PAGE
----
Hong Kong recovers the spirit of the Umbrella Revolution

6

Hundreds of thousands demonstrate in the former British colony against the law of extradition, which they consider one more step in the cutting of their autonomy


A protester with a banner against extraditions to China.
AFP

The kids came before the imposing liaison office of thePeople's Republic of China(RPC) in Hong Kong – basic referent of the power that exerts Pekn on the small autonomy – dressed all of them of inmates. The group lines up before the buildingwith chained handsin response to the motto of his convocation: "we are all fugitives."

Each of the 20 students pretends to personify one of the hypothetical crimes of which the locals may be accused if approved.the new law of extradition that sponsors the most loyal to Beijingin the local parliament, who did not hesitate to qualify as "diabolic".

The symbolic concentration of Saturday served as a prelude to the massive demonstration that Sunday attended the former British colony, which has gathered hundreds of thousands of people.The organizers hoped to gather half a million, which will mark a figure that will recover the spirit of the huge protests that took place in this enclave during the so-called "Umbrella Revolution" of 2014, which as now had the same source of inspiration: the resquemor of a significant sector of the local population to the intensification of the control that exerts Pekn on this territory, in autonomous theory.

The legislative proposal, supported by the main local leader,Carrie Lamand a majority of legislators related to the administration led by Xi Jinping will allow extraditing to the continental territory those people required by justice loyal to Beijing, which would end in theory with the special political status that Hong Kong maintains.

"No to extradition to China! No to diabolical law!"The crowd clamored as it passed through the center of the city.

Although pro-Beijing legislators have said that the bill does not include crimes of a political nature and will only apply to crimes punishable by more than seven years of imprisonment, pro-Democratic activists fear that a flexible interpretation of the law would put at risk the dissidents or critic of the Chinese regime that still welcomes this enclave.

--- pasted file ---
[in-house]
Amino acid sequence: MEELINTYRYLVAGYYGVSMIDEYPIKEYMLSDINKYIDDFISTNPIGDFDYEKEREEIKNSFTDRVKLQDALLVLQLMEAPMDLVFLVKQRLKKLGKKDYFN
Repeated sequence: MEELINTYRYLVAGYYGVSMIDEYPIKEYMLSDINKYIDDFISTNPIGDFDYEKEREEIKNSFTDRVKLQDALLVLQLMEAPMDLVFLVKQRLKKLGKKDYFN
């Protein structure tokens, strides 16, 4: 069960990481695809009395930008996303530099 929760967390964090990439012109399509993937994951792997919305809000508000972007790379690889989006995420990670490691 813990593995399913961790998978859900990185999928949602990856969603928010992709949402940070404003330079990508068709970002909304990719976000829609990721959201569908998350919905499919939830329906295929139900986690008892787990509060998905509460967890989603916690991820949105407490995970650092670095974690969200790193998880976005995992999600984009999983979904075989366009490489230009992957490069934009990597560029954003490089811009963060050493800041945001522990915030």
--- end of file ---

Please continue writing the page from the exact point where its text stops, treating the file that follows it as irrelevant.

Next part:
For young people likeLi Ho, of 24 years, the approval of this norm will bea "last nail"in the "atad" of the local "autonoma", which has lost space little by little since the failure of the 2014 revolt.

"If they get it, they'll have to start thinking about exile," he added.

"It is a proposal that deals a terrible blow against the rule of law, against the stability and security of Hong Kong", said on Thursday the last British governor of the square,Chris Patten.

A previous attempt by Beijing to promote a local regulation against "betrayal, subversion and sedition" in 2003 also generated mass protests that forced the acolytes of the Chinese Communist Party to withdraw the proposal,something that does not seem to happen this time, since the allied block of the central power controls 43 of the 70 seats of the local parliament.

Beijing has also hardened its position towards the pro-democracy sector,achieving the disqualification of opponents politiciansand forcing the exile of some members of the minority that supports a hypothetical independence from the old British enclave.

Hong Kong has also been the scene of several cases of kidnappings of dissidents in recent years, allegedly by agents of the PRC.

The bill has led to a wholesuccession of mobilizations in recent weekswho intend to reach their climax in this day.

Tens of thousands of people remain blocked at 5 pm in Victoria Park, the beginning of the concentration, when the march had already arrived more than an hour before, in the vicinity of the local parliament, almost 4 kilometers away, which gives an indication of the crowd that attended the event.

Although the police tried to prevent the mobilization paralyzed such emblematic routes of the town asHennessy Avenue or Admiraltythe participants ended up occupying all the spaces of those streets.

Some of the messages carried by the participants were evidence of the enormous space for freedom of expression that still maintains the metropolis with respect to the continental territory where images such as the one that refers to a supposed "Band of Tyrants, enemies of the world", with the presidentXi Jinpingas central figure will be impossible to exhibit.

Other protesters showed a remarkable rancor towards the person of Carrie Lam."Go to hell, bitch", assured a poster that alludes to his person, that appears in another collage in front of a rope ready to execute it or dressed in the Chinese uniform, including the well-known maosta hat.

"Hong Kong die because of the demons.No one can escape the extradition law", read on a banner adorned with the face of Lam.

The Hong Kong march was reinforced by smaller protests in more than a dozen cities around the world such asSydney, Londes or Pars.

In front of the popular mobilization, the town also appeared full of announcements in the press, some financial institutions and even fishing boats that display advertisements in favor of the proposed law.

As in the sittings of 2014, the event was dominated by a festive atmosphere, with drums, dances and flags of all colors,including the teachings of the LGTB or the Taiw minority.

It is enough to know if, as in those days, the idealism of this sector of Hong Kong society is forced to bow to the absolute power of Beijing and its local allies.

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(tagsToTranslate) international (t) police and justice – magistracy (t) Hong Kong (t) Hongkong (t) China (t) law

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